Monday, March 03, 2008

Animation Book Library

Classic Cartoon History

Here are some great books on classic cartoons. I put them roughly in order of the periods.

Maltin's book is a great overview of all the studios. You can tell he really loves his subject. He gives you a good feel of what was going on at all the various Golden Age studios.

Felix: The Twisted Tale of the World's Most Famous Cat

The first real animated cartoon character star. I think everyone since owes a huge debt to Otto Messmer and Felix. We are using techniques, ideas and cliches today that began with this creation. Felix is truly the father of cartoony cartoons.

Wait'll you read the ugly true life story!

Walt in Wonderland: The Silent Films of Walt Disney
Walt Disney's silent cartoons.

To me, The Fleischers had the most creative studio of the 1930s. They invented all kinds of techniques never again equaled, and made the first cartoons with fully developed personalities that contrasted and played off each other.

This is a really interesting book about that genius-jack-of-all-trades, Ubbe Iwerks. It also has great stories about the many stars that worked with him, including Grim Natwick, Irv Spence, Bob and Chuck, Shamus and more.

There are about a zillion books about the history and growth of the Disney Studio. They are all very biased towards Disney's own historical account of animation (which basically discounts all other studios). Even so, The Art Of Walt Disney is a very inspiring book and is as good as any of them.

That's All Folks: The Art of Warner Bros. Animation (Owl Books)

A good overview of the Warner Bros. cartoons, with lots of great production art -especially background paintings.

Bugs Bunny

Celebrating decades of fun with the greatest cartoon star in history.

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Jerry Beck's history of Tweety and Sylvester includes the back stories of their first appearances without each other.

A warm look at the Looney Tunes Studio from someone who was there. It's refreshingly absent of politics and critical opinions. Martha gives you the feeling that it was a really fun place to work and all the people were great. Makes you wish there was a funny cartoon studio today.

Chuck Jones wrote an autobiography...twice! The first one has more original drawings from the actual cartoons. By the middle of the first one, he got the idea to trace over his old drawings to update them to his more modern angular style, and by the second book, almost all the drawings were updated retracings of the old ones. So get the first if you like the original drawings of the characters from the 40s and 50s.

Strangely, after writing the same book twice, he forgot both times to talk about his cohort and biggest influence - Bob Clampett. Thank God that there are Blogs to fill in the gaps!

A hugely inspiring book! This book completely changed my way of thinking about cartoons. Joe really thought about the cartoons he loves most and d his thoughts clearly and with lots of fun.

Great interviews with Tex and Mike Maltese too.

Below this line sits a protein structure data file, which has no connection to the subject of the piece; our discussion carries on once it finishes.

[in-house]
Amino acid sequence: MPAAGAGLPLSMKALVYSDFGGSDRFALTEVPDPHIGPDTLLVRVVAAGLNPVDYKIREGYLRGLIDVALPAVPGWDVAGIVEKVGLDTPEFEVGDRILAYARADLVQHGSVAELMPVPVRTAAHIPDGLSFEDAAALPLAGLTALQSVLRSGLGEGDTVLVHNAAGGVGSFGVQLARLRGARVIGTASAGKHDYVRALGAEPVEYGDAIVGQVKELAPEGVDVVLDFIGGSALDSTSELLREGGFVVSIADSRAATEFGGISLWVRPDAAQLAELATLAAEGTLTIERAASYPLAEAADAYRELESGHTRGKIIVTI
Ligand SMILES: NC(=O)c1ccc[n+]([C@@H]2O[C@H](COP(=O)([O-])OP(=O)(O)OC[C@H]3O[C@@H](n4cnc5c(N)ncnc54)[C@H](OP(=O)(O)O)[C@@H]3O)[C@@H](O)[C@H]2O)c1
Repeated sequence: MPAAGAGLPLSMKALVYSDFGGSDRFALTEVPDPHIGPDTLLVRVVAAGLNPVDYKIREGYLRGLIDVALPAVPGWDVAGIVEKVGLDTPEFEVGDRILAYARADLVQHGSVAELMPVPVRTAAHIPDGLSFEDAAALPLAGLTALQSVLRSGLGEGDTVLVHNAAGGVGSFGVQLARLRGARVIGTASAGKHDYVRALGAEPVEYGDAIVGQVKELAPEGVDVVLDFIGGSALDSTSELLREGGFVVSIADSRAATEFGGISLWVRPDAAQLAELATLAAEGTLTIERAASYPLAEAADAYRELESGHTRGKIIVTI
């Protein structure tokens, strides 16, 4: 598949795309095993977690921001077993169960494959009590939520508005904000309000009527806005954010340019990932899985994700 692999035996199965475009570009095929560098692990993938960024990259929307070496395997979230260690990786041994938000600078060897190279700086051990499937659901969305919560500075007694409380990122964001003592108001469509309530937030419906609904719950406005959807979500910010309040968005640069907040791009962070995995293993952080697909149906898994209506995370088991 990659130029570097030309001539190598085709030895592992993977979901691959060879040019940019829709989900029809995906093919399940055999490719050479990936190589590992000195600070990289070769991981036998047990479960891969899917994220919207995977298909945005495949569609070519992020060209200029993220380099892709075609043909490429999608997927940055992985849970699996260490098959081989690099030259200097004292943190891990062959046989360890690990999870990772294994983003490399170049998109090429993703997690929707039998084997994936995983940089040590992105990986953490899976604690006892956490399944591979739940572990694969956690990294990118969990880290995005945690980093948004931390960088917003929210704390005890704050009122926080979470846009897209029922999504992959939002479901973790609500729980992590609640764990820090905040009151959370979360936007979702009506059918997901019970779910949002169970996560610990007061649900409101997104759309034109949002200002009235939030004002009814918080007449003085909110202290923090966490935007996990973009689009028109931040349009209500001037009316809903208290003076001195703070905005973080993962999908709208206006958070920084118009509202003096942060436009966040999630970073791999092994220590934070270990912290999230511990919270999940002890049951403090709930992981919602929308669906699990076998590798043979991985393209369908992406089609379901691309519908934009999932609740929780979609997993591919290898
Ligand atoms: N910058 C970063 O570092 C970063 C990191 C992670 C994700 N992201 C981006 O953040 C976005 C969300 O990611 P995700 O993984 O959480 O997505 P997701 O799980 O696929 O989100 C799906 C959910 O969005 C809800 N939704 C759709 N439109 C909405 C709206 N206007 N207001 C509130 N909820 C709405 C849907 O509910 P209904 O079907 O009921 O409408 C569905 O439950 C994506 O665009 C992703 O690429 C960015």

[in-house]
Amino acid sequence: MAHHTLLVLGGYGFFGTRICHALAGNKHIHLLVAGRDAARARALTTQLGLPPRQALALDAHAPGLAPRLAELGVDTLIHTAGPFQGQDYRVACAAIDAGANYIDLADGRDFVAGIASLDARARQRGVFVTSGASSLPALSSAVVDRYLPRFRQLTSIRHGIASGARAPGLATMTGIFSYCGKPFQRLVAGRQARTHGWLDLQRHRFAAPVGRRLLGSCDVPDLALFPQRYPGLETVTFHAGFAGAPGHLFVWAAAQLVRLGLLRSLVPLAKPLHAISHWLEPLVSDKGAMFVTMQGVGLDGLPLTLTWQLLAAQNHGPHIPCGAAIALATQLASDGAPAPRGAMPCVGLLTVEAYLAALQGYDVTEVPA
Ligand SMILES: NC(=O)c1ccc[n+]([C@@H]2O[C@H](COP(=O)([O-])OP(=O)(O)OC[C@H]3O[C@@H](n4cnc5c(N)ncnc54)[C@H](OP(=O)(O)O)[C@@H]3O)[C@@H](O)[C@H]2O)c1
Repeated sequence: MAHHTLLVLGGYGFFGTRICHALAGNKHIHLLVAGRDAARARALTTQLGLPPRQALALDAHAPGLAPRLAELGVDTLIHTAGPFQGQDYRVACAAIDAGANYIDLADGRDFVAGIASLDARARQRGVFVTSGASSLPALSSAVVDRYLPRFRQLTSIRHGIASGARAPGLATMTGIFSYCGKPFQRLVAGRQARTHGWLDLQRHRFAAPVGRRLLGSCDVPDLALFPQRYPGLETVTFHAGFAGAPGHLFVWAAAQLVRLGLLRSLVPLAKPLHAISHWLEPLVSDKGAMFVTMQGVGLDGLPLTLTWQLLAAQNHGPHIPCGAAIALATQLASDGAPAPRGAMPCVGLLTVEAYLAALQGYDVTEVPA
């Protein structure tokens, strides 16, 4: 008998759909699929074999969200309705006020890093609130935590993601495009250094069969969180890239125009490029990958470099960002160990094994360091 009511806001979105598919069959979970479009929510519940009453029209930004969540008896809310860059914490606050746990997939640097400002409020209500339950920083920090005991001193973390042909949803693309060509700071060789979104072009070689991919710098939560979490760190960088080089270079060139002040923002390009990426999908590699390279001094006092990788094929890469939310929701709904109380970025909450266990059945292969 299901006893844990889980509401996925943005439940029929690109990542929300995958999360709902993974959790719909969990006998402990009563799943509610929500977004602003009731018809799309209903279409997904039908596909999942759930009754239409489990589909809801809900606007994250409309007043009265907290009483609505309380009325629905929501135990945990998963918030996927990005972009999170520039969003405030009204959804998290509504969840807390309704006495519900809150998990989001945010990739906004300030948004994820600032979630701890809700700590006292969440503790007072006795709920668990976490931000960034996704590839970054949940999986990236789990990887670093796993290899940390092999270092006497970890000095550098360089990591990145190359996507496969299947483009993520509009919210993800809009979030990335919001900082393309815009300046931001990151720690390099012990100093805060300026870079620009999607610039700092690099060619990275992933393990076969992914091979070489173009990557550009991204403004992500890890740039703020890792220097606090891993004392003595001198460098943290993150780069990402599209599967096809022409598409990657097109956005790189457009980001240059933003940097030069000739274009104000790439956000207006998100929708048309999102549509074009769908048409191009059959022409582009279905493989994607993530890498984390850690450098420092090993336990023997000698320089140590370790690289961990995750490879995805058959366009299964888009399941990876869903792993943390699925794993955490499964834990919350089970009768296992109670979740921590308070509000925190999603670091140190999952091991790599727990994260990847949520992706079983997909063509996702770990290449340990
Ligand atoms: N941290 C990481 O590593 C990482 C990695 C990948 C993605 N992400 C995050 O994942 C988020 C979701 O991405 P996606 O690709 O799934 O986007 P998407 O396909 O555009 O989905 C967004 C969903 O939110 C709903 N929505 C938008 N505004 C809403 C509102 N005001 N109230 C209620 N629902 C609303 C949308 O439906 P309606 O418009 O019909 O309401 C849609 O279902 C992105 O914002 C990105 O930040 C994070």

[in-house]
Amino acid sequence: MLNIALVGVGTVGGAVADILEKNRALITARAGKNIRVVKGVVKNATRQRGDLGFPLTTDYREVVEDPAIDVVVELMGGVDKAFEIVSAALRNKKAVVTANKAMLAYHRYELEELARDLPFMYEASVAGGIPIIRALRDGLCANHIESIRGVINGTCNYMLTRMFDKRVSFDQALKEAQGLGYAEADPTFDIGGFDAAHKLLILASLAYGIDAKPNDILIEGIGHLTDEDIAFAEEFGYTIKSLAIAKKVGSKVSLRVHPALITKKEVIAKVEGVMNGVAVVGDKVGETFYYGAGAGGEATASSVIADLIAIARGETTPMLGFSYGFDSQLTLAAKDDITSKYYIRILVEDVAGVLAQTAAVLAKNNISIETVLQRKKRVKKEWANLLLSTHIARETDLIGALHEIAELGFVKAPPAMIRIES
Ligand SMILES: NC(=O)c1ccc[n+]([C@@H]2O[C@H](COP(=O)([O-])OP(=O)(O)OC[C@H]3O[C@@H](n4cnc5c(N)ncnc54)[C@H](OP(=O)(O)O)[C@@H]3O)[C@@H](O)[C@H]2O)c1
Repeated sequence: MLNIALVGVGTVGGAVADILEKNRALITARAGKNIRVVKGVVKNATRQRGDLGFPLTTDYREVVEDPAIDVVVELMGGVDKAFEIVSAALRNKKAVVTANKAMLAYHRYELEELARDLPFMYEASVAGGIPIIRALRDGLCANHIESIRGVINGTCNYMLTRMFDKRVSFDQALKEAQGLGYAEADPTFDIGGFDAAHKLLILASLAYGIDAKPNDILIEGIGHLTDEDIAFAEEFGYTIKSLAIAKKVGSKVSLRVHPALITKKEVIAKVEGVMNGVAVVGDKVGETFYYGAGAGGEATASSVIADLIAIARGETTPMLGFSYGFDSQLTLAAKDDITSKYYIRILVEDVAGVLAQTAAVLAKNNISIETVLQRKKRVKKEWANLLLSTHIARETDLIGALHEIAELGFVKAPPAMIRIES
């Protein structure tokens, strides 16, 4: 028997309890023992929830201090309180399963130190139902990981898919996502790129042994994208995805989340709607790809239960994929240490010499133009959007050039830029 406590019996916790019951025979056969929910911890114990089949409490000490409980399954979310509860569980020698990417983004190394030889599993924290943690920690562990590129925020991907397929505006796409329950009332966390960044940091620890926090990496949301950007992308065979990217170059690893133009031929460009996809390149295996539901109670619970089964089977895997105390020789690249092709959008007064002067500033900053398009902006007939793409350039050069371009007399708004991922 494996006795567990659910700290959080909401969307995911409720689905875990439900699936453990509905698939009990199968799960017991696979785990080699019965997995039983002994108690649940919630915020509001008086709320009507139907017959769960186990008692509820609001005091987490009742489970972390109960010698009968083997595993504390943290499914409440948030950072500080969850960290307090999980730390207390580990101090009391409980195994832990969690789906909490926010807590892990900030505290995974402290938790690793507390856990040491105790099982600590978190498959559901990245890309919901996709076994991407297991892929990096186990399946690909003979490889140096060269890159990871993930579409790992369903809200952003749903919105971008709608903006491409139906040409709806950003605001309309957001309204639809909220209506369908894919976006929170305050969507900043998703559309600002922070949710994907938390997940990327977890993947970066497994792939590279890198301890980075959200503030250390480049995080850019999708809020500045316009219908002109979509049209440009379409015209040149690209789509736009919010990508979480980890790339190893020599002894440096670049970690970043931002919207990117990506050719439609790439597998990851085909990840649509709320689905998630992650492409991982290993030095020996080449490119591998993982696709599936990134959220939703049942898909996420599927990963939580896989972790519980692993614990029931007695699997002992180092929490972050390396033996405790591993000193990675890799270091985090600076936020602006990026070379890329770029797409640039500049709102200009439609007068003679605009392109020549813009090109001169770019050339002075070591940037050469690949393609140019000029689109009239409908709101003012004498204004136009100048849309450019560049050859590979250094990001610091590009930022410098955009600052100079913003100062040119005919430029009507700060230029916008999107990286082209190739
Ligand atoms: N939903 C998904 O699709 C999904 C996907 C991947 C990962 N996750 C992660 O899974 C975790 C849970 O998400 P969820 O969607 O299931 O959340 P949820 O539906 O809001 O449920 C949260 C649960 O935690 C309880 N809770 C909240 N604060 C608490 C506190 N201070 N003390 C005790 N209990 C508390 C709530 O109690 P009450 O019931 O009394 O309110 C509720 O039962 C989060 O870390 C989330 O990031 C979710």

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A too often forgotten studio and its story. Walter Lantz produced lots and lots of fine wonderful cartoons. His studio was a swinging door for top animators from other studios and the combination of styles that came together in this melting pot found room for creativity and ideas that could not have happened at other studios.

I get these two books mixed up, but if I remember correctly, they both have lots of large sized production art in them and tons of great model sheets.

We all love Mary Blair of course and this is the best source for her work. The book suffers from dark printing and too small images of her paintings, but where else can you find them all together?

Canemaker gives us an exciting glimpse into the preproduction art from Disney cartoons (which is more inventive than many of the final cartoons!)

Preproduction art for Disney cartoons never made.

Amid is more intense than any UPA fan ever! This book is chock full of great production and preproduction art and has history of many long forgotten stylized studios of the 1950s and 60s.

Post-Classic Cartoons

The story behind the bravest man in modern cartoons.


The original Preston Blair book is the best "how to" animation book ever written. Beware of the million imposters!

The Illusion Of Life is largely a propaganda book to teach us that no one else ever made any cartoons that were worth a damn and that Disney created everything, BUT it has a great section on the 12 priniciples of animation which every animator and fan should know.


A synopsis of every single Warner Bros. cartoon for uber-nerds like me and you.

I have the first edition of this book, full of hilarious spelling and grammatical errors, but I love every page. It lists the most obscure cartoon series and every damn episode!

This is where I first found a complete list - in order of every Yogi Bear cartoon! I know you all need that.

I haven't seen this one, but imagine it is similar to the encyclopedia, except about the creators, instead of the cartoon characters.


Jerry knows why we really like cartoons. because they are fun, and these books are designed to let us in on some long lost thrills.

David Gerstein put out a great compilation of Otto Messmer's Felix The Cat comics from the early 30s.

Now curiously, where is a book on Clampett?